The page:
Charles Hugh Smith at OfTwoMinds.com describes why so many jobs have migrated to China and Asia. Sad but true.
Several of my informed friends say that a few corporations are moving jobs back to the US. Let's hope it is a trend.
The key dynamic to understanding trade with China is U.S. corporate profits. In broad brush, what happened was simple: U.S. global corporations had run out of profitable places to invest their capital in their home domestic market of the U.S. The technology boom had been underway since the early 1980s, and much of the low-hanging fruit of improved productivity had already been reaped.
In the big picture, the U.S. market was "mature"–everybody already had everything, and the only gains to be had were marginal, shaved off at the expense of competitors. So the marketers conjured up a new line of toothpaste and various gimmicks were added to vehicles, but growth in the U.S. was modest, as befits a mature consumer economy.
So how could corporations increase profits? By slashing production costs. If you can't sell 30% more every year, then how do you make 30% more profits? By cutting your production costs by 30%.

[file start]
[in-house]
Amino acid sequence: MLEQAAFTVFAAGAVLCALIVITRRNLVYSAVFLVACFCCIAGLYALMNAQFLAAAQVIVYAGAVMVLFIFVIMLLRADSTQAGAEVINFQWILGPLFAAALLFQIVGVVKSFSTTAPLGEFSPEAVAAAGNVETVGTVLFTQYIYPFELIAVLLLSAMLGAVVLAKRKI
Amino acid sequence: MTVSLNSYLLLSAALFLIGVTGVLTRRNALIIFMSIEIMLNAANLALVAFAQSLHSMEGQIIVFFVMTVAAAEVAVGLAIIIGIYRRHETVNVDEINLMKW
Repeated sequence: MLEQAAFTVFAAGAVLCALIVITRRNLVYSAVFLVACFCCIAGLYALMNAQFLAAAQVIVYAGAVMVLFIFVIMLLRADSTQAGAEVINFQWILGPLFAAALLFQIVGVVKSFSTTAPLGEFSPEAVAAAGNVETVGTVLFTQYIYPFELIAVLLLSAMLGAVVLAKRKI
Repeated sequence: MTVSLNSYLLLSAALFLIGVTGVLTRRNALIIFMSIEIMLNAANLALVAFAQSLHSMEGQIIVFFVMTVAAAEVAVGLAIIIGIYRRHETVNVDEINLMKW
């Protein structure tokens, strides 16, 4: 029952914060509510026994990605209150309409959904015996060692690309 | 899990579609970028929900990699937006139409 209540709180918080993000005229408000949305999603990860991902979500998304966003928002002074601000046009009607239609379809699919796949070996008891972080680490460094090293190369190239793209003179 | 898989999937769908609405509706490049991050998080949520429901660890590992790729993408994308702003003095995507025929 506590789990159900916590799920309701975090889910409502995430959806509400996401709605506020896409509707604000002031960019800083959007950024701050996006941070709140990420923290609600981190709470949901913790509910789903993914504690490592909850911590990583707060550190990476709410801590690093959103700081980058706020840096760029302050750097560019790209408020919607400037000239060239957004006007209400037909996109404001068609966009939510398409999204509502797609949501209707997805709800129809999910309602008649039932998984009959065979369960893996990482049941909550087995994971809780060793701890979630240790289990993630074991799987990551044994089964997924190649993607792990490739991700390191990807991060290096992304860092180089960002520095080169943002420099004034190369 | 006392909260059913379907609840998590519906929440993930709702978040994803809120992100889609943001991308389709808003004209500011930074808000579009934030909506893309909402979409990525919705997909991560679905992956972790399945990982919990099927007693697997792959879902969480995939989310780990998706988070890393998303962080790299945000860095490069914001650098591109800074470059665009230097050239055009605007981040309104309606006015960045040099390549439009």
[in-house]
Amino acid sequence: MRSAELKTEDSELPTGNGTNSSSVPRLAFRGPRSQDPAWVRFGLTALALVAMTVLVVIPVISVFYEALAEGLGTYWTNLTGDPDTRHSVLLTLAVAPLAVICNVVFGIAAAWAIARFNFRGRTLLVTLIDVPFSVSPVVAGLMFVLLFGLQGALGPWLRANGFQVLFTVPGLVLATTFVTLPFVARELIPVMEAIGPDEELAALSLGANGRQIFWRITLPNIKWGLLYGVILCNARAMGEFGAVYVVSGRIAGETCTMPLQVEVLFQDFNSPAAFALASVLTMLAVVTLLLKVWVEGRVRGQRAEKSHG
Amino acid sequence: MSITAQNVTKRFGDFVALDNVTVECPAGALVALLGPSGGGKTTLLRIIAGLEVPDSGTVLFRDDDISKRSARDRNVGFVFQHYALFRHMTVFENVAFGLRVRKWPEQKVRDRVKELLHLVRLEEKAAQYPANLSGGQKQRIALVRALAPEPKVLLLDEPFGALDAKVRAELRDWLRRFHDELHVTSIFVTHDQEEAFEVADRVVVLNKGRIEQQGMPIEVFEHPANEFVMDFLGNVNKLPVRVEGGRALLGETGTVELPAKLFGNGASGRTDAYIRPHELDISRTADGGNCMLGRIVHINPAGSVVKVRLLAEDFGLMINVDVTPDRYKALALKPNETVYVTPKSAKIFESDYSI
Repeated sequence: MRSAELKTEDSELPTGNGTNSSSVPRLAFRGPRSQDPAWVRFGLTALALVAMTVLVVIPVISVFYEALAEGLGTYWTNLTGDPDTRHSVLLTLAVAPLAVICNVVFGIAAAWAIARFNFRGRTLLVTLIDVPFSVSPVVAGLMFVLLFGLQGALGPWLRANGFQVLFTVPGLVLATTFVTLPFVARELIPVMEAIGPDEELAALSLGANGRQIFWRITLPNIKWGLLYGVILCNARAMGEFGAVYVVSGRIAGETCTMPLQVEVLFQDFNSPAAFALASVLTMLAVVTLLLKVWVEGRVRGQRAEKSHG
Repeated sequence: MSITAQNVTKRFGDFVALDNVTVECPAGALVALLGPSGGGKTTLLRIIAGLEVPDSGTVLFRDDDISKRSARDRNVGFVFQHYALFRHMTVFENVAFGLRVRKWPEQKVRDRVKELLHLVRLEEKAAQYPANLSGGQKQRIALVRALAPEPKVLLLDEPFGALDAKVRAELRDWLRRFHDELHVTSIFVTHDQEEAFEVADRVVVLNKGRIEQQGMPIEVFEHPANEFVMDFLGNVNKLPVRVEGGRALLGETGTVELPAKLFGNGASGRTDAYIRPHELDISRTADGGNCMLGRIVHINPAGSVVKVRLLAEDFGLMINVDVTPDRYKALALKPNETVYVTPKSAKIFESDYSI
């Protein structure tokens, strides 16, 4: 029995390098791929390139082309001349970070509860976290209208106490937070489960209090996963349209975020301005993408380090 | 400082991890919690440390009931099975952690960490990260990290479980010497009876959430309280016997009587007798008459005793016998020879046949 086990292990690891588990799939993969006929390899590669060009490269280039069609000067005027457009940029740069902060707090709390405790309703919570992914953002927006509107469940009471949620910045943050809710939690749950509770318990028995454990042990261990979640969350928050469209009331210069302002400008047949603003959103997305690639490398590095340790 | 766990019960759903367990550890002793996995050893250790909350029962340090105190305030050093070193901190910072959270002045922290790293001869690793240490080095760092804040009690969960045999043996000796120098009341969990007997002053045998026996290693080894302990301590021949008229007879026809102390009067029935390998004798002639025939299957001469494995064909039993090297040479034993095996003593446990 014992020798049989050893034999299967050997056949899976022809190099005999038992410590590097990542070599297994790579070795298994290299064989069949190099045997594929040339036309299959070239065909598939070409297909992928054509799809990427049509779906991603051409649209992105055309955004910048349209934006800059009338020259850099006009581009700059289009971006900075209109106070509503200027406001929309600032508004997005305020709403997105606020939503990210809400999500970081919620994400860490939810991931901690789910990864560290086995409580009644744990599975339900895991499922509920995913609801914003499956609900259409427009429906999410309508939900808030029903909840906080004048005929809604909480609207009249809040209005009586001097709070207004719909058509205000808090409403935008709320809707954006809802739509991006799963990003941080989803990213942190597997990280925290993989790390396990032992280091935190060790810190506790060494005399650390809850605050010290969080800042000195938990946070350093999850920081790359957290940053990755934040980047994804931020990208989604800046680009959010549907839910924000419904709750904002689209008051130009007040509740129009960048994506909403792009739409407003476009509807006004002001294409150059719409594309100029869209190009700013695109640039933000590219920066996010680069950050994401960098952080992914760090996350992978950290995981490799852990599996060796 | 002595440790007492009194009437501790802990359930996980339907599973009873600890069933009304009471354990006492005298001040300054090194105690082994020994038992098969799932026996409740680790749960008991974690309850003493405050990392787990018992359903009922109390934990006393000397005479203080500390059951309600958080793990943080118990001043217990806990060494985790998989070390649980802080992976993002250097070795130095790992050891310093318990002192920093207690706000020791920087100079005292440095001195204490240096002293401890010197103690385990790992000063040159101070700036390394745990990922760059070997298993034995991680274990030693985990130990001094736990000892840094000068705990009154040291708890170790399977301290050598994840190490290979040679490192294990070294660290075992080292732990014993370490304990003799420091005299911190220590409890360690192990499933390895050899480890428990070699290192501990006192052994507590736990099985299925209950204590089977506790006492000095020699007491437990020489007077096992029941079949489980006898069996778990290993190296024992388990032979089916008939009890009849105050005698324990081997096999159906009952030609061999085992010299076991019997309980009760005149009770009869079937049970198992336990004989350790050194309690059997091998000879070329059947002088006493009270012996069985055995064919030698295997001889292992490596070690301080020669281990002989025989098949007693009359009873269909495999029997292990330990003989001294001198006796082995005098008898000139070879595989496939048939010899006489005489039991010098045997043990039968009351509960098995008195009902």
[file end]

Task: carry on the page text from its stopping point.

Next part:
How do you do that? By moving production overseas, mostly to China. … profits for the companies in China which make the goods for Corporate America are slim–from 1% to 3%. The big profits flow not to China-based companies, but to the foreign firms which own the production facilities and sell the goods in advanced economies.
This is the fundamental dynamic of trade with China–it has enabled an explosion in U.S. corporate profits to unprecedented heights. If you think about it, it is absolutely staggering that 10% of the entire U.S. GDP ($13.5 trillion) is corporate profits.
The full story of the decline of manufacturing and industry in the U.S. is not complete without looking at the dominance of finance.The U.S. economy has been effectivelyfinancialized, meaning that Financial Elites have come to completely overshadow industry and manufacturing.
Financialization of the U.S. economy and the exploitation of trade with China are deeply related. Domestic industrial capitalism ran into the limits of overcapacity and saturated markets; additional capital investments reaped marginal gains in profits.
The "answer" was to financialize the U.S. economy with vast increases in credit, debt and leverage, enabling a hyper-consumerist economy built on a pyramid of debt and leverage. Industrial Capitalism shifted capital and production overseas for a "two-fer"–to skim unprecedented profits from lowering production costs and by expanding into newly opened economies in China, India and elsewhere.
Simply put: Finance took over America, and Industrial Capital moved overseas. Both profited immensely, and China gained an industrial sector paid for by overseas capital and 200 million jobs for its restive, ambitious populace.